The central banks have been actively trying to reflate and stabilize the global economy for 5 years already (since 2009), and have done so amidst unprecedented levels of corruption, breakdowns in the rule of law, “mal-investments”, and financial repression. Although asset values have risen – most notably in the stock market – wages have stagnated, deflationary forces are still strong, unemployment remains high, there is social unrest, growing geo-political tensions and turmoil, and a shadowy but growing crop of other instabilities brewing that are almost too numerous to mention (e.g., derivatives).

    My point is that, despite the overall tone of the Reuters article, the financial system, global economy, and geo-politics are becoming more UNstable, not less.

    It’s impossible to know when something will give, but whatever it is, almost by definition, it’s going to be something off the “radar” that “no one” will see coming.

    The fact that the Reuters article didn’t even mention the rapid escalation of the wars in the Middle East is stunning, not to mention some other brewing skirmish (e..g, Ukraine) or even the issue in “Furgeson” igniting turmoil throughout the US.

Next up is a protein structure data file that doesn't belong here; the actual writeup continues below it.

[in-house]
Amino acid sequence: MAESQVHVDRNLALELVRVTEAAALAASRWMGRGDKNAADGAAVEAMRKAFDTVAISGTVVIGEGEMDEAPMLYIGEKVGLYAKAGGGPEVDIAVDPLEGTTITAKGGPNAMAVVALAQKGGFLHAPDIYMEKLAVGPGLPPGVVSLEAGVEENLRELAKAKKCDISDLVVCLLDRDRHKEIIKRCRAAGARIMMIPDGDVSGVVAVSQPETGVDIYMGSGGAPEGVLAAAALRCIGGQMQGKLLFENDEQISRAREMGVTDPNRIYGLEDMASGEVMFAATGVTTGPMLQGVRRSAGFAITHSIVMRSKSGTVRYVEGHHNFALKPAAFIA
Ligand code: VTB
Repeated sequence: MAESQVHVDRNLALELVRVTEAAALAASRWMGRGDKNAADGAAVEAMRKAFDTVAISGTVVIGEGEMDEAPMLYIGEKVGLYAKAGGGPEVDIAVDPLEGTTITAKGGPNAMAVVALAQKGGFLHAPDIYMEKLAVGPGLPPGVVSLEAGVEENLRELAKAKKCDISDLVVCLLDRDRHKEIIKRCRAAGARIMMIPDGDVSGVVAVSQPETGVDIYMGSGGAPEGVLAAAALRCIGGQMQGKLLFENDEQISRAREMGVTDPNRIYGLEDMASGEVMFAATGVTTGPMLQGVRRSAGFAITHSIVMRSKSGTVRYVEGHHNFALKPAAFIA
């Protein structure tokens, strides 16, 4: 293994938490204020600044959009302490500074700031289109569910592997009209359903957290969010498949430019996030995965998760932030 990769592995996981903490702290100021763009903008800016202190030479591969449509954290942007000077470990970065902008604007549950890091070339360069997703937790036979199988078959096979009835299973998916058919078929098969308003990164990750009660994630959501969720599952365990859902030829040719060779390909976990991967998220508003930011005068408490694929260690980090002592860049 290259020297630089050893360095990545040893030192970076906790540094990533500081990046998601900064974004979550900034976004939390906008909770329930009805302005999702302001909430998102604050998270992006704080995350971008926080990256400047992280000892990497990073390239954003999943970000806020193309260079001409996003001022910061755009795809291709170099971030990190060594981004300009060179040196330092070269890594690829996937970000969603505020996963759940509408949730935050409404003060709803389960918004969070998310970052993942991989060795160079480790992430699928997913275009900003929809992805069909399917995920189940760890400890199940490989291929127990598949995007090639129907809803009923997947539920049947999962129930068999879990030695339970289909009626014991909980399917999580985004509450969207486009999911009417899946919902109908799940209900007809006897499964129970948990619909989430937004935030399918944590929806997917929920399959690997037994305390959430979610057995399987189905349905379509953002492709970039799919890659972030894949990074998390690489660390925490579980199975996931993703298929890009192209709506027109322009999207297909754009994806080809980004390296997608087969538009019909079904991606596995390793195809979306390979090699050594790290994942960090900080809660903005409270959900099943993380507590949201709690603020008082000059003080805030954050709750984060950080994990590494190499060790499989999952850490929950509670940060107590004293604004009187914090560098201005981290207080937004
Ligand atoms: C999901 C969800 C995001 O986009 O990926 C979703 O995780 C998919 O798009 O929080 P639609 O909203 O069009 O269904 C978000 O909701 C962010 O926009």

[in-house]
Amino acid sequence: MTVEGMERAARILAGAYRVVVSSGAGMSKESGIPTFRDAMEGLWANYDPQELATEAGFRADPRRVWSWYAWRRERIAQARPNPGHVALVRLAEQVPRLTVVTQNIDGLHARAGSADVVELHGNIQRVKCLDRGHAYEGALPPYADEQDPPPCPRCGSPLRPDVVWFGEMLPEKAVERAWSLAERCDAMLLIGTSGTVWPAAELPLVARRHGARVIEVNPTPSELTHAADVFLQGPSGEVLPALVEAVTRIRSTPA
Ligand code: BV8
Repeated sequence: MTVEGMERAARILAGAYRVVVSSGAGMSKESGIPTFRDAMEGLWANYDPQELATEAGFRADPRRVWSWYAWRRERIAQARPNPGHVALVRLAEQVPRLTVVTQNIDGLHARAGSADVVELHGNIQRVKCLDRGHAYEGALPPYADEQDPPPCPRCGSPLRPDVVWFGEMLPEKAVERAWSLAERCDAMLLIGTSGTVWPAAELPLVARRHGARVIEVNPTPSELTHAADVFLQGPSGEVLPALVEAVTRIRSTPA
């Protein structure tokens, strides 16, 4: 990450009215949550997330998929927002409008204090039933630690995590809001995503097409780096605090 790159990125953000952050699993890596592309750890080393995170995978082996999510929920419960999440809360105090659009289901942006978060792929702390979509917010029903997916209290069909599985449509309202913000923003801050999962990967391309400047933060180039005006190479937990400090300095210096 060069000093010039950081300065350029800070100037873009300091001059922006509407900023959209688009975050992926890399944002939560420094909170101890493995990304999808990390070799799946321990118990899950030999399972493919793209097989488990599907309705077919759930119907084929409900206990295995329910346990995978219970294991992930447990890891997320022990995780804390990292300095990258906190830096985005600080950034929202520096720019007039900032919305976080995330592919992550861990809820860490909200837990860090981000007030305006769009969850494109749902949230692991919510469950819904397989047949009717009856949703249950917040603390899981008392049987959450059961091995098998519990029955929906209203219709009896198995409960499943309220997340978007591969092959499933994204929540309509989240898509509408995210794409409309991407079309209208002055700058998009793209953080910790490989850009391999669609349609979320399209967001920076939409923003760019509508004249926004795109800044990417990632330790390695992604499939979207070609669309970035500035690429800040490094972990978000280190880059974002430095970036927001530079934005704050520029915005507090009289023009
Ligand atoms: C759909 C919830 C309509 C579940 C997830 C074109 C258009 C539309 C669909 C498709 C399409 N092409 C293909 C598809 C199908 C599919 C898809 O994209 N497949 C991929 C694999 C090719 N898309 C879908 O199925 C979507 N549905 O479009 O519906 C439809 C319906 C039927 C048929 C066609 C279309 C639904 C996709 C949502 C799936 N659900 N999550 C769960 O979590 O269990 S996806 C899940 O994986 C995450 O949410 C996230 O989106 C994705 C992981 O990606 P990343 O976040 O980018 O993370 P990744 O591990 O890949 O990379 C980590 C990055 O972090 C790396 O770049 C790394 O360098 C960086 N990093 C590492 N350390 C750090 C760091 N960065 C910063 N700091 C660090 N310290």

Or, another major “natural disaster” like a major solar flare up that knocks out satellite communications. Even “the elites” can’t control that.

    • Xlimey

      Will the trigger for a predicted Wall Street meltdown be when the known unknown happens of the US Treasury finally admitting that its national debt liabilities exceeds its income? Will future international creditors have fled from the Fed auctions before than? Will the required austerity budget to “fix” this bankrupt status include cutting back on welfare and public pensions plus higher taxation? Monetizing our debt so flagrantly in order to extend our undeserved high standard of living, compared to most all of our international creditors, can only end in hyper-inflation when we will all suffer, excepting the 1% elite who can emigrate in their private jets.

      • Party on, Wayne

        “Will future international creditors have fled from the Fed auctions before then?”